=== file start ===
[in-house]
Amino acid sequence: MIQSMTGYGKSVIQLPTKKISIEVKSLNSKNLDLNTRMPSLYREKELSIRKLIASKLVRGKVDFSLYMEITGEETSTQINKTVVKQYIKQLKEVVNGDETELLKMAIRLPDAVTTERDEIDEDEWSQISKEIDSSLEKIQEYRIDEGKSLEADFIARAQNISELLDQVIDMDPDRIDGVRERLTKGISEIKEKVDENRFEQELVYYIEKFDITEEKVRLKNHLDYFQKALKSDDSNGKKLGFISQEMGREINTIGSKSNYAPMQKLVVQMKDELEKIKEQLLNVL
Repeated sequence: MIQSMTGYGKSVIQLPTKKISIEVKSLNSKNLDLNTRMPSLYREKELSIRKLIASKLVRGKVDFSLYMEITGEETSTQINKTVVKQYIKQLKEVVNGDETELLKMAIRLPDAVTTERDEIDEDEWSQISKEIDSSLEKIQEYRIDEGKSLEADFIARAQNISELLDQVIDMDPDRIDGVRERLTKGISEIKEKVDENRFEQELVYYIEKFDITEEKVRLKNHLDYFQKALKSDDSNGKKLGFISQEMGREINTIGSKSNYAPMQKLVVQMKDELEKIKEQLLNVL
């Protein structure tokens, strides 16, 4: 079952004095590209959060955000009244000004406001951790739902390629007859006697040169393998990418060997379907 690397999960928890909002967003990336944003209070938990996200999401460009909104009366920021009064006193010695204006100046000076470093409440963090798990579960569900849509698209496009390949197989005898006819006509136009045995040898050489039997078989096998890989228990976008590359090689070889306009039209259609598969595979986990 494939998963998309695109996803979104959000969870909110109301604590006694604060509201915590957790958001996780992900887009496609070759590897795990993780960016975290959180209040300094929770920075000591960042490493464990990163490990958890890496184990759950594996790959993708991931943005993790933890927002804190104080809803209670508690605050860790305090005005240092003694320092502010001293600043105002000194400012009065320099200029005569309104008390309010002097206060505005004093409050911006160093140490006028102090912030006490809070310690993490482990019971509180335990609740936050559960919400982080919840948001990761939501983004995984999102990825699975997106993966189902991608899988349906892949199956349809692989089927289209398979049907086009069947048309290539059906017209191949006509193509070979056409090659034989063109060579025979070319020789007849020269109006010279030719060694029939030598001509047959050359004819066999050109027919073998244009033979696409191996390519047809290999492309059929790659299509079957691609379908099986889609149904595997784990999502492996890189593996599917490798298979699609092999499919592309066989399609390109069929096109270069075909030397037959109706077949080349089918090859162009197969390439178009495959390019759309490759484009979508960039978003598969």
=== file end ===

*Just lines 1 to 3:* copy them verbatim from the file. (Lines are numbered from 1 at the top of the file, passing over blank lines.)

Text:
[in-house]
Amino acid sequence: MIQSMTGYGKSVIQLPTKKISIEVKSLNSKNLDLNTRMPSLYREKELSIRKLIASKLVRGKVDFSLYMEITGEETSTQINKTVVKQYIKQLKEVVNGDETELLKMAIRLPDAVTTERDEIDEDEWSQISKEIDSSLEKIQEYRIDEGKSLEADFIARAQNISELLDQVIDMDPDRIDGVRERLTKGISEIKEKVDENRFEQELVYYIEKFDITEEKVRLKNHLDYFQKALKSDDSNGKKLGFISQEMGREINTIGSKSNYAPMQKLVVQMKDELEKIKEQLLNVL
Repeated sequence: MIQSMTGYGKSVIQLPTKKISIEVKSLNSKNLDLNTRMPSLYREKELSIRKLIASKLVRGKVDFSLYMEITGEETSTQINKTVVKQYIKQLKEVVNGDETELLKMAIRLPDAVTTERDEIDEDEWSQISKEIDSSLEKIQEYRIDEGKSLEADFIARAQNISELLDQVIDMDPDRIDGVRERLTKGISEIKEKVDENRFEQELVYYIEKFDITEEKVRLKNHLDYFQKALKSDDSNGKKLGFISQEMGREINTIGSKSNYAPMQKLVVQMKDELEKIKEQLLNVL